Learn more about our impactLearn more about our impact
WWF works to sustain the natural world for the benefit of people and wildlife, collaborating with partners from local to global levels in nearly 100 countries.
China is a country of incredible size and beauty and home to many of the iconic species WWF works to protect, such as giant pandas and snow leopards.
As the first conservation organization invited by the government to work in China, WWF has worked for more than 50 years to protect China’s wildlife and ecosystems. The giant panda is one of conservation’s greatest success stories, recently downgraded from endangered to vulnerable on the global list of species at risk of extinction. By protecting pandas and their forest habitats, we help save an array of wildlife, including the endangered golden snub-nosed monkey, takin and crested ibis.
In China’s high plateaus, WWF works to safeguard the elusive snow leopard and its fragile habitat. Threats like climate change, loss of habitat, poaching and human-wildlife conflict have driven these cats to their current endangered status. Once known as the king of the mountain, snow leopards dwell in some of the harshest conditions on the planet.
Through the release of its new film, Born in China, Disneynature takes moviegoers on a journey into the wilds of China. The film follows three animal families—the elusive snow leopard, the clever monkey, and the majestic panda—as they struggle to survive over the course of a year while embracing the challenge of raising their families. Narrated by actor John Krasinski (“13 Hours: The Secret Soldiers of Benghazi,” NBC’s “The Office,” “Amazon’s “Jack Ryan”), Born in China is the latest film from Disneynature to bring audiences stories of nature from across the world to life on the big screen.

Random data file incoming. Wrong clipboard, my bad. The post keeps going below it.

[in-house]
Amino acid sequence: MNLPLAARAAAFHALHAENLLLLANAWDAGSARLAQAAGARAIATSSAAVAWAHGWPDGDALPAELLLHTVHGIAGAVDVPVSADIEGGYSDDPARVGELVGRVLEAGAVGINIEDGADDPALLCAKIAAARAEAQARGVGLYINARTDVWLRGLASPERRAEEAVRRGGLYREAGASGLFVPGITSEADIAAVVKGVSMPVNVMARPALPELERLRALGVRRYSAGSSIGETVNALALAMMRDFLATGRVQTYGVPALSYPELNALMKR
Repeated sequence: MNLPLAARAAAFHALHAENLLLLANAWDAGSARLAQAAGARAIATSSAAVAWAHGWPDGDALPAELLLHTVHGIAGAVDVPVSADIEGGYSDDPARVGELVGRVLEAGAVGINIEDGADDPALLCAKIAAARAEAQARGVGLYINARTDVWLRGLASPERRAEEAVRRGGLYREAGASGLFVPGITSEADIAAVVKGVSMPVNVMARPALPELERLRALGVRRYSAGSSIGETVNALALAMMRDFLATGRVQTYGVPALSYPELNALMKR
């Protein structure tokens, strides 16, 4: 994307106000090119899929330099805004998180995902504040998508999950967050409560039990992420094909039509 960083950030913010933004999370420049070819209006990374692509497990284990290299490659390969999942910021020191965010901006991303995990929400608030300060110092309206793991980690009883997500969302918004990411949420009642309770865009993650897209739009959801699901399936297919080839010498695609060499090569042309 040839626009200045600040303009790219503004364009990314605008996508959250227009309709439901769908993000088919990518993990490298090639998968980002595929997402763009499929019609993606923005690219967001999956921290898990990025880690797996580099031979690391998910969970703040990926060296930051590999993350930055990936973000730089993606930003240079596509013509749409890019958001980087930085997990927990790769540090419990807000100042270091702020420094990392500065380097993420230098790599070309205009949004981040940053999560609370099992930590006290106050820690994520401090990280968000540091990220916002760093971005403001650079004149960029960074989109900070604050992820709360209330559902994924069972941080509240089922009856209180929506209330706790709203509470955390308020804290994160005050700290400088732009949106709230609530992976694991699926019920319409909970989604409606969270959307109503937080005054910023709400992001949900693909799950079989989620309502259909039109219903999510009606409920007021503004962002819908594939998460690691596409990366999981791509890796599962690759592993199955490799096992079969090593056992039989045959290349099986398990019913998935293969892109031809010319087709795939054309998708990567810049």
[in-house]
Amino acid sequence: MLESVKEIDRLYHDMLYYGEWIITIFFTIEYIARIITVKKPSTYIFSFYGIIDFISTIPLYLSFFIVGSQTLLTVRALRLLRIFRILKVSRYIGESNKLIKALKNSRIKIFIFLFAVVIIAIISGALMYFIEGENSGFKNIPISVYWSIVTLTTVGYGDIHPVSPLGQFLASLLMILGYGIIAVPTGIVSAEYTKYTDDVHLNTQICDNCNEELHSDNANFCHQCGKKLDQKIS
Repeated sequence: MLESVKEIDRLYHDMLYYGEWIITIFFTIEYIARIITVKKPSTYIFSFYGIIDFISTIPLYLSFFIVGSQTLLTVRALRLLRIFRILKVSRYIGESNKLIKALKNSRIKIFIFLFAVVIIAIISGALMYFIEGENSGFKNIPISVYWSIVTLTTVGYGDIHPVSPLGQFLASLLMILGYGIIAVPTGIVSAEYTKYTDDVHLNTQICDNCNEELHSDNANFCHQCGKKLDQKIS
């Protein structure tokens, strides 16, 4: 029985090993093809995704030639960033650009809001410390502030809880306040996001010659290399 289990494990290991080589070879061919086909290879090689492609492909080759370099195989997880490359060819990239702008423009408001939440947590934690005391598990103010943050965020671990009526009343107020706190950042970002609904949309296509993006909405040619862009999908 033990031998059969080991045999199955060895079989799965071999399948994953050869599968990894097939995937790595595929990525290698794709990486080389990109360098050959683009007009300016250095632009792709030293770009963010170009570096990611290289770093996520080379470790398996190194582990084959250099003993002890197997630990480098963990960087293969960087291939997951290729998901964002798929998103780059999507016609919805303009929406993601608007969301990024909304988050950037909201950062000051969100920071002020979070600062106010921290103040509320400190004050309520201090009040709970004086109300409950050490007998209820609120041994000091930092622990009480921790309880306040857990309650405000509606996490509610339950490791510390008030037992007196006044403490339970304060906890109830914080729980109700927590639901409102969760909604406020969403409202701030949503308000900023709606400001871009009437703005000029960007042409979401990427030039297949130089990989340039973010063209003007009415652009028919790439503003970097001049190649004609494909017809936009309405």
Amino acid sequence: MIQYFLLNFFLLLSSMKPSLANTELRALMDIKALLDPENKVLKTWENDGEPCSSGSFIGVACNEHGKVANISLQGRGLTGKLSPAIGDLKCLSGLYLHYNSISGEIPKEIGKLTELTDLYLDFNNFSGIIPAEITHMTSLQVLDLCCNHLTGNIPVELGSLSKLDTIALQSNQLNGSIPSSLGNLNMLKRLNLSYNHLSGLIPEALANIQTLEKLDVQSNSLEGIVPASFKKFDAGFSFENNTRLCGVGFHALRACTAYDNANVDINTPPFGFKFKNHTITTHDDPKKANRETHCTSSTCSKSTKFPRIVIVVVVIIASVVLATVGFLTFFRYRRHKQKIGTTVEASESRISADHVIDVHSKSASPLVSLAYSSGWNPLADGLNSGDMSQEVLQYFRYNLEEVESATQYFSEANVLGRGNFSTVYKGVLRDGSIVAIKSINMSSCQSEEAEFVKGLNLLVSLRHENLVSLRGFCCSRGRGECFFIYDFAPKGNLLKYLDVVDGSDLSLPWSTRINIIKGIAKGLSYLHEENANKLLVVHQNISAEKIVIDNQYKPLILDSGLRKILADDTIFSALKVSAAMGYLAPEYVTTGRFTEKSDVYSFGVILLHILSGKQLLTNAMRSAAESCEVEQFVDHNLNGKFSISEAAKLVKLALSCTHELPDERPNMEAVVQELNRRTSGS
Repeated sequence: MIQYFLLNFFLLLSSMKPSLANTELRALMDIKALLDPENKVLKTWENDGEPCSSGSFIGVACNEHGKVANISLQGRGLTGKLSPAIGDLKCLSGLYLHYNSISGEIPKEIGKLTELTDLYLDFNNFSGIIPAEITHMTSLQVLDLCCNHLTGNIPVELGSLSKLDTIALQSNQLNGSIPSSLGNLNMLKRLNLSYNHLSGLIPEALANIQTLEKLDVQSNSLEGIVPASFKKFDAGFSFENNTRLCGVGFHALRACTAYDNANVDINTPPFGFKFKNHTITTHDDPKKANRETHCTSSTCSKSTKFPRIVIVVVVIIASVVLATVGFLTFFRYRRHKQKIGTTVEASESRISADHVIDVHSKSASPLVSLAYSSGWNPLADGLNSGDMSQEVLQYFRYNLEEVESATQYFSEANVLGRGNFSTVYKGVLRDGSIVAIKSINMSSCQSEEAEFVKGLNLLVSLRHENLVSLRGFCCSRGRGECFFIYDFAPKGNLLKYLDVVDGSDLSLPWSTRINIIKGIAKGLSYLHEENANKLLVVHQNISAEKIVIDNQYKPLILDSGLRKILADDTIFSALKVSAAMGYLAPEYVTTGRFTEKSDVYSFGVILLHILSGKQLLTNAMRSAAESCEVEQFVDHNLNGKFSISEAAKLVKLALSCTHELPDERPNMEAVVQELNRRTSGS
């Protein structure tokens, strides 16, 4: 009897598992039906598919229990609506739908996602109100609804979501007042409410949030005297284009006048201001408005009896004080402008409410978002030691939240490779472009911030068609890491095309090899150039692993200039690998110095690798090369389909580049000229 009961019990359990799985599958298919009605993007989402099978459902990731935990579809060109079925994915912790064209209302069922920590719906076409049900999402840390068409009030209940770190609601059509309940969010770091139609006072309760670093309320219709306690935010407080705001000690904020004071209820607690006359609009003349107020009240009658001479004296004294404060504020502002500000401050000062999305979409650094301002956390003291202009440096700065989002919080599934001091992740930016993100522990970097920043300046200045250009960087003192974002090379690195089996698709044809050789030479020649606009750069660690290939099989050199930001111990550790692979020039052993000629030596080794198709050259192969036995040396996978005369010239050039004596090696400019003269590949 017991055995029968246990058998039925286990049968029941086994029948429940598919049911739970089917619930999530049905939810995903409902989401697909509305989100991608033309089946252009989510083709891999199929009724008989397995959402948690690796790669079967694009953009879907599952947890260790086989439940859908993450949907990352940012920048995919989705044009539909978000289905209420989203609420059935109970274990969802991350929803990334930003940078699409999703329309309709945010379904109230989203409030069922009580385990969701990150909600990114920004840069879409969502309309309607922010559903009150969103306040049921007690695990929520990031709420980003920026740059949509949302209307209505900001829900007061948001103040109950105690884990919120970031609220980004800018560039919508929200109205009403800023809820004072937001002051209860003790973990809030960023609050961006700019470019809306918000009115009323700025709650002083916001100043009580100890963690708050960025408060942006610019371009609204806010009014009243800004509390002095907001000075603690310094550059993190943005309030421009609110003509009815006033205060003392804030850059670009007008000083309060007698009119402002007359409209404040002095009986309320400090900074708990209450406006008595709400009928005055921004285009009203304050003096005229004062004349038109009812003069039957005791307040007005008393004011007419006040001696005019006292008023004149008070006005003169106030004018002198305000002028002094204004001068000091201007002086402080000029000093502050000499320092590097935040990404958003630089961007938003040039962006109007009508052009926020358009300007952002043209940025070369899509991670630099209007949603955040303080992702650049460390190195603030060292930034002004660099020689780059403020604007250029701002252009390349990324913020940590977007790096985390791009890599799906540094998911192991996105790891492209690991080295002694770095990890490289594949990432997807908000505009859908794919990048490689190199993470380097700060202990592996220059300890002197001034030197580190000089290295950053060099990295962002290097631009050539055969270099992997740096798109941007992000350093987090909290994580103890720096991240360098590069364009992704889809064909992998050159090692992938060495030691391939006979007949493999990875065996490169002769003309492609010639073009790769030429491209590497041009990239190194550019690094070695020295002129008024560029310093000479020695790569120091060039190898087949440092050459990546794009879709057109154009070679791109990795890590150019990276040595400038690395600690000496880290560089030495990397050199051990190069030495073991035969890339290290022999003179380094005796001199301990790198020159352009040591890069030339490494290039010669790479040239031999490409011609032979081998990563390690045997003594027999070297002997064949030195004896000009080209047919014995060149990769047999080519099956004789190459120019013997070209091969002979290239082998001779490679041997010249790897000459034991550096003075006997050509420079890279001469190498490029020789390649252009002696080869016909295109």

"To be asked to be a part of something that I feel is not only so beautiful and such great storytelling, but is so important, I was honored to be a part of it, said Krasinski. "To find this unbelievable landscape that was far beyond the cities and the bustling crowds of the China that I thought I knew was just fascinating.”
The film will also support WWF’s conservation efforts in China. Moviegoers who see Born in China opening week (April 21-27) will help support WWF’s work in the region. For every ticket sold opening week in participating markets, Disneynature will make a donation to WWF to help protect wild pandas and snow leopards by restoring habitat corridors in China through the Disney Worldwide Conservation Fund.
Funds raised from Born in China will focus on improving landscape connectivity and integrity across three landscapes that are home to the species in the film and covering the traditional range of the giant panda, including the Middle East Qinling, Northern Minshan, and Middle Qionglai landscapes. Additionally, funds raised will aide WWF’s efforts to increase wild panda populations, and enhance conservation stewardship to local communities, including up to 10,000 people.
Strategies to achieve these conservation goals include increasing protected areas, establishing and restoring key wildlife corridors, improving management of protected areas, and establishing a biodiversity monitoring platform, including panda, snub-nosed monkeys and other flagship endangered species. The plan will also further work with communities toward more sustainable livelihoods and efficient rural energy, enhancing protection of these vibrant landscapes.